This is such a favorite with the guys on the rigs that the running joke is that our company was named after the dish! Believe me, you won’t have leftovers (but, if you do, they’ll last and last).


Prawns. If prawns are extinct, use chicken drumettes.

Enough finely chopped garlic to overcome aroma

1. Coat prawns with garlic. If necessary, use glue gun.

2. Broil. Watch for flareups.

Tip from Chef Tony: Cooking is like playing jazz—there’s no such thing as a mistake.

Really, compared to the mess in the Gulf right now my kitchen is always an absolute island of organization and cleanliness.

poetry in the news

There’s a poem by the former US Poet Laureat Billy Collins called The Country. It conjured up very vivid images when I first read it. Here – you can read it also, or if you’d prefer, listen to an audio version:

The Country

I wondered about you
when you told me never to leave
a box of wooden, strike-anywhere matches
lying around the house because the mice

might get into them and start a fire.
But your face was absolutely straight
when you twisted the lid down on the round tin
where the matches, you said, are always stowed.

Who could sleep that night?
Who could whisk away the thought
of the one unlikely mouse
padding along a cold water pipe

behind the floral wallpaper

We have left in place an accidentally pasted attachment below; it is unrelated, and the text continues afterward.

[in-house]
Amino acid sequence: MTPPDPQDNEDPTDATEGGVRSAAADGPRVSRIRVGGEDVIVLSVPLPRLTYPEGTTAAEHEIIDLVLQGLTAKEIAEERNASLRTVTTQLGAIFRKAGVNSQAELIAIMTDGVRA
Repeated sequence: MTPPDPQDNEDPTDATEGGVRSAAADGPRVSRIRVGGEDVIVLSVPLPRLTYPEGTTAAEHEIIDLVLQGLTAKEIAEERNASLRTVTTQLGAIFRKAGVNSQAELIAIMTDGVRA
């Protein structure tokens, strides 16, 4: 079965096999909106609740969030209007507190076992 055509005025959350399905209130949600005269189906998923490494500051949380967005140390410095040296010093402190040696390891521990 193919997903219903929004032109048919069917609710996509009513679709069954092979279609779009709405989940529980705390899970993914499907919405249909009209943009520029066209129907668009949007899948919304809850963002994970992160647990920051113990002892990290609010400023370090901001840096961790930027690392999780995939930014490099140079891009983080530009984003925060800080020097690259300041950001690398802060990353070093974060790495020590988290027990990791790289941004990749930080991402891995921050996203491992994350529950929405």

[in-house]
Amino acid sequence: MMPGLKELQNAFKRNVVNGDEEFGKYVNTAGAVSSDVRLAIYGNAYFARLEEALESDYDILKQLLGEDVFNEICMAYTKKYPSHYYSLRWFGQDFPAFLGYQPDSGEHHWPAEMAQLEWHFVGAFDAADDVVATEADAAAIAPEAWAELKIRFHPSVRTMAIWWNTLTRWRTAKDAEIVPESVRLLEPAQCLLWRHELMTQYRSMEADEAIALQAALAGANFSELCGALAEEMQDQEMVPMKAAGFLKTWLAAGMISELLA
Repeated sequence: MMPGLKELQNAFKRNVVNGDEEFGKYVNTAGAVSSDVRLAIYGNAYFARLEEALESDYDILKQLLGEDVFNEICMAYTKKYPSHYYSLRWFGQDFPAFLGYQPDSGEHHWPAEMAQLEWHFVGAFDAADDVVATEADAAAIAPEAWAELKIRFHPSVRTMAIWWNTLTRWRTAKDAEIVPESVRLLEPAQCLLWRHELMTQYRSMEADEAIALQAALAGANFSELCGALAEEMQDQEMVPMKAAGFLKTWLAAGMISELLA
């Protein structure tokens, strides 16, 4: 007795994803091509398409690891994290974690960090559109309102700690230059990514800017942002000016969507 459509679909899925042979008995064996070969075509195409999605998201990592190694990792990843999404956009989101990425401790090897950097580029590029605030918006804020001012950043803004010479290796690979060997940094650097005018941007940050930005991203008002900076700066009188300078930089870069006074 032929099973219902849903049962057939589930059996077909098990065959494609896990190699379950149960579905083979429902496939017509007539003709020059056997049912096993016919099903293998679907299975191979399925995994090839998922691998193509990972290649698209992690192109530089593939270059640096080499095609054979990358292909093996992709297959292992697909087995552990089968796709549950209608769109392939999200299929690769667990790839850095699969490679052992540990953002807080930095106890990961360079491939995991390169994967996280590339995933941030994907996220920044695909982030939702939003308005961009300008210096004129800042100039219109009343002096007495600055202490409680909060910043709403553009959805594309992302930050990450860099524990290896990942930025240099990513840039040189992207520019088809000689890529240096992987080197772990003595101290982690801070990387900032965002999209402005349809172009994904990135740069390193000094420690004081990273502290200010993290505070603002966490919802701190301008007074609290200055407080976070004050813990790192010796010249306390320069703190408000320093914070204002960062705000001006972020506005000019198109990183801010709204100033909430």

gripping a single wooden match
between the needles of his teeth?
Who could not see him rounding a corner,

the blue tip scratching against a rough-hewn beam,
the sudden flare, and the creature
for one bright, shining moment
suddenly thrust ahead of his time –

now a fire-starter, now a torchbearer
in a forgotten ritual, little brown druid
illuminating some ancient night.
Who could fail to notice,

lit up in the blazing insulation,
the tiny looks of wonderment on the faces
of his fellow mice, onetime inhabitants
of what once was your house in the country?

The VFW building in Yakima, Washington recently burned down. The investigation that followed was published in the newspaper with the headline “VFW FIre? Blame the flaming rat”. A fire isn’t funny, but I couldn’t help bursting out into laughter when I read this paragraph:

“The rodent caught fire while gnawing through the electrical wiring of a jukebox, fled back to its nest inside an old piano, where it ignited its nest of combustible material, said Yakima Deputy Fire Marshal Ron Melcher.” Just couldn’t help thinking of Billy Collin’s poem.

Getting old, or getting “cool”?

The latest issue of Sunset magazine had an article about a “retro ranch remodel”. Hey, that sounds kind of neat. I live in a ranch style house. But am not all that sure about the “retro” part. So I read on and discovered that we have several things mentioned in the article as “retro” finds. When we were married, one wedding present was a salad bowl set from Catherine Holmes of Norway (thank you to the Kettunen’s). I loved the design 35 years ago, and still love it.

Imagine my surprise to find that the article specifically mentioned this line of enamel ware in the “where to shop” section.

I continued to read this issue of Sunset magazine and was surprised again to find another mention of a wedding present as something to look for at flea markets… my couroc plate.

So, the question remains… old or cool? And it really doesn’t really matter, as I’ll, as always, continue to keep the things I like no matter what anyone else thinks.

The Big Apple